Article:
Wave Wire Services
HOLLYWOOD — The 90th edition of the Hollywood Christmas Parade moved through the streets of Hollywood Nov. 28, signaling the start of the holiday season.
Actor Danny Trejo served as grand marshal of the parade.
Thousands of spectators lined the 3.2-mile, U-shaped route to watch some 90 celebrities and VIPs — along with 10 four-story-high character balloons, 14 musical or dance acts, a dozen marching bands, four floats, including a new “Dinosaurs in the Valley”-themed float, and some 50 movie and novelty cars.
As usual, Santa Claus and his reindeers appeared at the end of the parade.
Local marching bands taking part in the parade included the Pasadena Unified School Band; the PAVA World Traditional Korean Band of Los Angeles; and the Los Angeles Catholic Schools Band of Torrance, as well as the U.S. Marine Corps Band, based in San Diego.
Among the cartoon character balloons were a 45-foot Betty Boop, a 40-foot Toy Solider and a 35-foot Mighty Mouse, along with a giant gingerbread man, candy cane and various outsized holiday ornaments.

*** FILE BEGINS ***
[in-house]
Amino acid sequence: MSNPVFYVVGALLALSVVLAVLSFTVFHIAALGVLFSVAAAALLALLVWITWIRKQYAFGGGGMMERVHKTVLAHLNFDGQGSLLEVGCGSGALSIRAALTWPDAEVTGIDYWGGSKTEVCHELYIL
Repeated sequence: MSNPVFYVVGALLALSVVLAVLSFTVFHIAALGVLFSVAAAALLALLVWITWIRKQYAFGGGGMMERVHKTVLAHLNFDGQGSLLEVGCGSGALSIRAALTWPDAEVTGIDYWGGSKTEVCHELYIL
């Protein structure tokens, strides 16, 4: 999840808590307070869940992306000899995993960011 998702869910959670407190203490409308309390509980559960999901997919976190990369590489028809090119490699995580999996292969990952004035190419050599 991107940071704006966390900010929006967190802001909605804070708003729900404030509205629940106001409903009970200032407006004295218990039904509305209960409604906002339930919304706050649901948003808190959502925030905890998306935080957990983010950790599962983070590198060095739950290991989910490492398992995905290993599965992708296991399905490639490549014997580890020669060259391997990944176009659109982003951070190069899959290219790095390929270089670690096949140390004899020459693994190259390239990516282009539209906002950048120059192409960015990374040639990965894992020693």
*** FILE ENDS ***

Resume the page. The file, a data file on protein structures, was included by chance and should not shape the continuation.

Among the celebrities were actor Tom Arnold, vintage TV stars Butch Patrick (“The Munsters”) and Jerry Mathers (“Leave It To Beaver”), recently retired Dodgers broadcaster Jaime Jarrín and Mayor Eric Garcetti and City Council members Mitch O’Farrell and Heather Hutt.
The parade has been held every year since 1928, except from 1942 to 1944 due to World War II, and in 2020, when it was canceled because of the pandemic.
The Hollywood Christmas Parade was first held in 1928, when it was called the “Santa Claus Lane Parade.” Comedian Joe E. Brown was the first grand marshal in 1932 — a role later filled by such luminaries as Bob Hope, Gene Autry, Jimmy Stewart and John Wayne.
The parade was taped for a two-hour special to air Dec. 16 on the CW network from 8 to 10 p.m., hosted by Erik Estrada, Laura McKenzie, Dean Cain and Montel Williams, with Elizabeth Stanton serving as special co-host.
The parade also will be telecast internationally on the American Forces Network during the holiday season.
The parade’s aim is also to call attention to the Marine Toys for Tots program, which is marking its 75th year. The program distributes an average of 18 million toys to 7 million less fortunate children each year.